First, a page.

(Warning: I was up with a sick child all night. When I’m not sleeping, I’m thinking. And I have to write this idea out. It isn’t fully-formed, but tell me where I’m wrong so I can finish working this out.)
In The Melodramatic Imagination, literary scholar Peter Brooks defines melodrama not as something aesthetic–not in other words as a genre defined by mustache-twirling villains, perfect heroes, and damsels in distress–but as a narrative structure and a moral imperative. He writes of a scene in Balzac’s novel The Magic Skin,
The narrative voice is not content to describe or record gestures, to see it simply as a figure in the interplay of persons one with another. Rather, the narrator applies pressure to the gesture, pressure through interrogation, through the evocation of more and more fantastic possibilities, to make it yield meaning to make it give up to consciousness its full potential as “parable.” (1)
Brooks is saying that Balzac pushes closer to his subjects in order “to catch this essential drama, to go beyond the surface of the real to the truer, hidden reality” underneath (2). Brooks argues that in melodrama “nothing is left unsaid” (4), which helps to reveal the “operative spiritual values” (5) that are present but hidden in other works. He applies this schema to Henry James, in whose work he sees this “melodramatic imagination” operating when “things and gestures are necessarily metaphoric because they must refer to something else” (Brooks 10).
As far as I can tell, no one has applied Peter Brooks to genre romance–but we should because romance seems to work in much the same way. Romance is closely cropped onto a few key pieces that carry metaphorical significance and its narrative resolutions (e.g., the creation of a stable couple) are moral ones.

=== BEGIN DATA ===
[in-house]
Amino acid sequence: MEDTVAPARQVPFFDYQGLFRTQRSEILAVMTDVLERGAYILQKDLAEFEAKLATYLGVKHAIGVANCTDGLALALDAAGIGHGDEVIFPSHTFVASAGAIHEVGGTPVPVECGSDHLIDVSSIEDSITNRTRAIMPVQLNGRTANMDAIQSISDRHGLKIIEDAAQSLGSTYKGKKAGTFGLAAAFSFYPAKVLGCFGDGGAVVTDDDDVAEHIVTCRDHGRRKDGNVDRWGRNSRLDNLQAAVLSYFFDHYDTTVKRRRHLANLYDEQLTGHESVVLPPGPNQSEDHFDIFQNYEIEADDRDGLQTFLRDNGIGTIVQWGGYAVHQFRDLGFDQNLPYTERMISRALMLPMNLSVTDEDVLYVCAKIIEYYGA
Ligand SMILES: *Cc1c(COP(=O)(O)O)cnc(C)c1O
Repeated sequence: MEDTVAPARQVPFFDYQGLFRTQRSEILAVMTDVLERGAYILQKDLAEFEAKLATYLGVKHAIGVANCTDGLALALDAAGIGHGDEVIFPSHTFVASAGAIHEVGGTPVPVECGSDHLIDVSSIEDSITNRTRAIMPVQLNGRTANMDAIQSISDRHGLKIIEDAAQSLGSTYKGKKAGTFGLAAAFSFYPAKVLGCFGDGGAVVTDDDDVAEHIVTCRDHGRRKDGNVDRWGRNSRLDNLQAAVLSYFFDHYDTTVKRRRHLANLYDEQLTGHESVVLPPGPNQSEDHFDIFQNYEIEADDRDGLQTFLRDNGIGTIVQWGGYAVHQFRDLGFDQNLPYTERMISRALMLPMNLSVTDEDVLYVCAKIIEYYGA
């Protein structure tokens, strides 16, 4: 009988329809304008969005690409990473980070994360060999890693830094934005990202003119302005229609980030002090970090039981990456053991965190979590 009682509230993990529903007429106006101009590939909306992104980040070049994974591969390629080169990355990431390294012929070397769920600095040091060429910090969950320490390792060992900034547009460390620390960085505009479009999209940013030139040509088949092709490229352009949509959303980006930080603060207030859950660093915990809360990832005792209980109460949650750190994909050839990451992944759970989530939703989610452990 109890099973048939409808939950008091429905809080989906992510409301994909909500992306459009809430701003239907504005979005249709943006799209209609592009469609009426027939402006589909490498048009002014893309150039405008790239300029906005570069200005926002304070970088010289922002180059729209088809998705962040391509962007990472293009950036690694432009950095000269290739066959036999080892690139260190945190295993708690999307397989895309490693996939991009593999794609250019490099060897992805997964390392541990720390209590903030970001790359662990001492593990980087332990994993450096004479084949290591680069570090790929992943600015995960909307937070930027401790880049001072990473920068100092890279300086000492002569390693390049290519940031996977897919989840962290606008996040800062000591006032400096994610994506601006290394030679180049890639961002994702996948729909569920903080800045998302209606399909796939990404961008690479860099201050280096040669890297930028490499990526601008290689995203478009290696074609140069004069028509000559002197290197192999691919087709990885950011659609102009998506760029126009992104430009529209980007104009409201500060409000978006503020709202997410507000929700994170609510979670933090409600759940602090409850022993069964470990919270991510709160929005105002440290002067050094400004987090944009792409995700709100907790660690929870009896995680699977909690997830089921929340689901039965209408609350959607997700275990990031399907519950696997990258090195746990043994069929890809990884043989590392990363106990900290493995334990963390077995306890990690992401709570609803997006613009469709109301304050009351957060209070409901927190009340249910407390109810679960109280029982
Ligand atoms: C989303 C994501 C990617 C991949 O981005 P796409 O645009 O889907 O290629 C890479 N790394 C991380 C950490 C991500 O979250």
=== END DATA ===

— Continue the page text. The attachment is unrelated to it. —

I’ve been trying rather fitfully to write this week. I’ve been reading manuscripts for friends and just finished with my RITA books. In all these pieces, we have the essential elements of romance: the lovers meet, they woo, they separate, and they are reunited. That’s it.
But a single plot element in romance does a lot of work. In the opening chapter of my latest book, Party Lines, Michael and Lydia meet on a plane. They bicker and then flirt, he offers her his number, and she reveals she works for his political opponents. Simple enough, right? But this scene has at least three functions. The first is diegetic, by which I mean it serves the plot of the book. The book is about how Michael and Lydia fall in love–they have to meet somehow. On the surface, the scene is workman like.
But second, the scene has a tropic (e.g., trope-ic) function. In the case from Party Lines, the scene is an example of the meet-cute. I had wanted it to be a sort of anti-meet-cute (what could be more prosaic than meeting someone on a plane?) but in the clash of personality and ideology, it’s very trope-y.
Third and finally, the scene also has a moral function. In my piece on purple prose in romance, I argued that excessive prose in romance ought to be understood as manifestations of romance’s valorization of emotion. Of course the prose is excessive–it’s trying to capture how human connection heals and builds new social units (e.g., couples). So when Michael and Lydia meet, the reader has to be convinced that we want to see these two get a happily ever after (this recent Dear Author column about heroism in romance applies here). I don’t know that I need my heroes or heroines to be heroic per se, but I need to be invested in them. In this case, I wanted to know that while Michael is a political operative, he’s skeptical about the system. He’s burnt out and looking for new meaning in life. When he meets Lydia, he’s found it.
Similarly a love scene is a love scene in the diegesis. But it also exists intertextually with the other love scenes the reader has read; it either replicates those tropes or it subverts them. And finally, it metaphorically represents the consummation of the new couple.
In its spareness, romance becomes excess because the pieces must do more. Romance is zoomed in. It includes only a few elements but they are presented in almost microscopic detail and they require the reader to bring a kaleidoscope in order to decode them.